RC Circuits

An RC circuit is a circuit with both a resistor (R) and a capacitor (C). RC circuits are freqent element in electronic devices. They also play an important role in the transmission of electrical signals in nerve cells.

A capacitor can store energy and a resistor placed in series with it will control the rate at which it charges or discharges. This produces a characteristic time dependence that turns out to be exponential. The crucial parameter that describes the time dependence is the "time constant" R C . The far-sighted student might guess this just by observing that R C has the dimensions of time: (1 Ohm) x (1 Farad) = (1 second).

We will confine our studies to the following circuit, in which the switch can be moved between positions a and b. Let us begin by reviewing some facts about capacitors:

1. The charge on a capacitor cannot change instantaneously. The current is given by I = DQ / Dt. Hence the change in charge DQ = I Dt goes to zero as the time interval Dt goes to zero.
2. The current flowing into a capacitor in the steady state that is reached after a long time interval is zero. Since charge builds up on a capacitor rather than flowing through it, charge can build up until the point that the voltage V=Q/C balances out the external voltage pushing charge onto the capacitor.

When a capacitor of capacitance C is in series with a battery of voltage Vb and a resistor of resistance R, the voltage drops must be: ,

which is a statement that the voltage gained going across the battery must equal the voltage drop across the capacitor plus the voltage drop across the resistor. An equation where the rate of change of a quantitity (DQ/Dt) is proportional to the quantity (DQ) will always have an exponential solution. We consider two instances:

1. Discharging the capacitor: The capacitor initially is connected (switch in position a) for a long time, and is then disconnected by moving the switch to b at time t = 0. The capacitor then discharges, leaving the capacitor without charge or voltage after a long time.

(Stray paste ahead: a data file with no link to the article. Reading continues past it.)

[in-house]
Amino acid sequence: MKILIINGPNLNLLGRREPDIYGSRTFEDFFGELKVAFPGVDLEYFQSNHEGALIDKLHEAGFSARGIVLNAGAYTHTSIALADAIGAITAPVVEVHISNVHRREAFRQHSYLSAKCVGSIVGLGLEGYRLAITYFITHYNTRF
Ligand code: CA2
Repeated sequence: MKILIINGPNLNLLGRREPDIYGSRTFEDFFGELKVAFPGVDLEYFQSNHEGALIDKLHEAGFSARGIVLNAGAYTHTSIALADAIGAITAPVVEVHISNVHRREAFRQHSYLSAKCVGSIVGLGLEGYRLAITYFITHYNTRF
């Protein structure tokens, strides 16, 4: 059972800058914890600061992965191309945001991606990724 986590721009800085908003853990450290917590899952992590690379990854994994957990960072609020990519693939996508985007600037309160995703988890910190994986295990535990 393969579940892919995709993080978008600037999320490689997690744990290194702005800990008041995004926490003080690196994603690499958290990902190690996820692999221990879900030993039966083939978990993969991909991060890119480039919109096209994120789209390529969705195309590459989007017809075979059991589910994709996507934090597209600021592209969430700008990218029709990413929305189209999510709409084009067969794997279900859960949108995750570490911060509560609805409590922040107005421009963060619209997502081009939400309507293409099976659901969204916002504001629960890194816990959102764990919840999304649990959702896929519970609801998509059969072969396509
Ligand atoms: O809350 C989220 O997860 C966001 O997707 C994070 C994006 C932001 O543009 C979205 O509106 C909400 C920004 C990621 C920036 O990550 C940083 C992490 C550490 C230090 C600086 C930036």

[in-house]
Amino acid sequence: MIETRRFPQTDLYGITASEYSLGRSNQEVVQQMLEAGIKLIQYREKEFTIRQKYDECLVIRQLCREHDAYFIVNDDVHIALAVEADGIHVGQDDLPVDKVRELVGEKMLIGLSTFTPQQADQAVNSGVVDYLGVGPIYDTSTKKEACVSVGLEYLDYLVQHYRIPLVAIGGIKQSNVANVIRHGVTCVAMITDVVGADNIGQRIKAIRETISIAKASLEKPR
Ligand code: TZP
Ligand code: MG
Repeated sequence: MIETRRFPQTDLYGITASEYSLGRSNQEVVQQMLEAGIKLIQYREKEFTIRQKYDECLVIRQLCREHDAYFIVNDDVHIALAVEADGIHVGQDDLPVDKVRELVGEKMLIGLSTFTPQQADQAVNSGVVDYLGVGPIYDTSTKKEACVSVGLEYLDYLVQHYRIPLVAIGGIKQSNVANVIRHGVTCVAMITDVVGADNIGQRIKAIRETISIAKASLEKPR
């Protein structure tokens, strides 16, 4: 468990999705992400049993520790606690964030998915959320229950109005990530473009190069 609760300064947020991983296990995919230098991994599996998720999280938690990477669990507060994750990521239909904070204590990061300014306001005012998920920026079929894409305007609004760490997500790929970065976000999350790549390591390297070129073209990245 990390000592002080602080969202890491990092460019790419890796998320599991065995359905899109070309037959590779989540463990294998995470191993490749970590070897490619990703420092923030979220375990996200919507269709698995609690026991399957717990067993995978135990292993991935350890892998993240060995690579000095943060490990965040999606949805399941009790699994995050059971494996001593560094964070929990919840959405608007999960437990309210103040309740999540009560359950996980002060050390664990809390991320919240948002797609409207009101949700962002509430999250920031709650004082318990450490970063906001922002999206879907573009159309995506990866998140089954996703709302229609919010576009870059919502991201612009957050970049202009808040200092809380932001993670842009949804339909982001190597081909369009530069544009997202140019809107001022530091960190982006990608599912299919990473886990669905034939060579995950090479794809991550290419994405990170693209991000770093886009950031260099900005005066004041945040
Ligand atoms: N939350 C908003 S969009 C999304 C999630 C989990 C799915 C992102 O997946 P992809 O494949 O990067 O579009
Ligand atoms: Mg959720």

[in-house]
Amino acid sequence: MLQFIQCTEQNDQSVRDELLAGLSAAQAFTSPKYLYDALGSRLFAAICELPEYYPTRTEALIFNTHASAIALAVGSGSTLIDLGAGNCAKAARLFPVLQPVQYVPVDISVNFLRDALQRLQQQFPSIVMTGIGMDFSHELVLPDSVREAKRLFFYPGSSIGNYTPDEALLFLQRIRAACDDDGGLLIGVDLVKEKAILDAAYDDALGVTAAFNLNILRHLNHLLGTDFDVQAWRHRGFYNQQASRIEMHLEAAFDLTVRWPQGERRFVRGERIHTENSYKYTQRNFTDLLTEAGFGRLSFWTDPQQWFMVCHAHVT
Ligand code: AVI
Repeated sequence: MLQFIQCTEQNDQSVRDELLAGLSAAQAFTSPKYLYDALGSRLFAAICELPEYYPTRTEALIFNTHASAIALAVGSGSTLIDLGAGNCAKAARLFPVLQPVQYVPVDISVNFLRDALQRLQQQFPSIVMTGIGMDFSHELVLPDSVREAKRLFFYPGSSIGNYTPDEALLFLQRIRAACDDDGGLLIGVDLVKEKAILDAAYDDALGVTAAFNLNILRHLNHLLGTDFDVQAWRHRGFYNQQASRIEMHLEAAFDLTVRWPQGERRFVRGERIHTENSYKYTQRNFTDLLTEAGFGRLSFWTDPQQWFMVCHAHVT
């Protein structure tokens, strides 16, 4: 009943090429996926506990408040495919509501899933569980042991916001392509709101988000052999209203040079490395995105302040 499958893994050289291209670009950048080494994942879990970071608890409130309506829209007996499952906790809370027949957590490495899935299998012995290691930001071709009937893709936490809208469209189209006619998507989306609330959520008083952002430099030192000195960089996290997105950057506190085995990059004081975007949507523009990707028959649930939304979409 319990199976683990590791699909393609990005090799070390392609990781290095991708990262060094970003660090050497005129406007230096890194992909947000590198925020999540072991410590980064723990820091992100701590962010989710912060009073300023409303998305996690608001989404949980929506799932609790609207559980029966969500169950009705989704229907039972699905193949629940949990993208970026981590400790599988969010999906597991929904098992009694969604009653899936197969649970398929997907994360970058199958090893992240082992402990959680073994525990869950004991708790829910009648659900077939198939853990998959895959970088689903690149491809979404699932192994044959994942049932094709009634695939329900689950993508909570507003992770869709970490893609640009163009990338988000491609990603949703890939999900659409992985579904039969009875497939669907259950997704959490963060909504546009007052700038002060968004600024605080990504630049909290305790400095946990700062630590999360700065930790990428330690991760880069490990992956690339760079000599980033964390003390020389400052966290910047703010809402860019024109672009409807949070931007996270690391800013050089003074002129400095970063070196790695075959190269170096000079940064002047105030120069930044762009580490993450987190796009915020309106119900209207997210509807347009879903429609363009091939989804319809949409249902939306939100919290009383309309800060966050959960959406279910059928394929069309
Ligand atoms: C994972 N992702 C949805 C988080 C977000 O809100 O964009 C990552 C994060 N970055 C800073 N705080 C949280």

2. Charging the capacitor: The switch is in position b for a long time, allowing the capacitor to have no charge. At time t = 0, the switch is changed to a and the capacitor charges.

 Discharging Charging Charge  Current  Voltage  Here, Q0, V0 and I0 refer to the charge, voltage and current of the capacitor in the instant after the switch is thrown. The time t is the characteristic time of the decay, t = RC. When confronted with an RC problem, the best strategy is the following:

1. Decide what the charge across the capacitor was just before the switch was thrown. Since the charge can not change instantly, this is the charge just after the switch is thrown.

2. Decide what the charge is long after the switch is thrown.

3. Pick the exponential form for the charge Q(t) to satisfy the correct initial and final charges.

4. The voltage across the capacitor can be found through, V = Q/C. The voltages across the other elements can be found with the help of Kirchhoff's first law.

5. The current through a capacitor must always decay and end up at zero. The initial current can usually be ascertained with the help of Ohm's law, V=RI.

The characteristic time t = RC tells you that the charging/discharging is slower with a larger resistor or capacitor. This makes sense, because a larger resistor impedes the flow of current; thus slowing the charging/discharging, and a larger capacitor holds more charge; thus requiring more time to charge.

Every educated person should have a good feeling for exponential functions. (Sketches of the charge Q(t) for charging and discharging capacitors could be shown here.)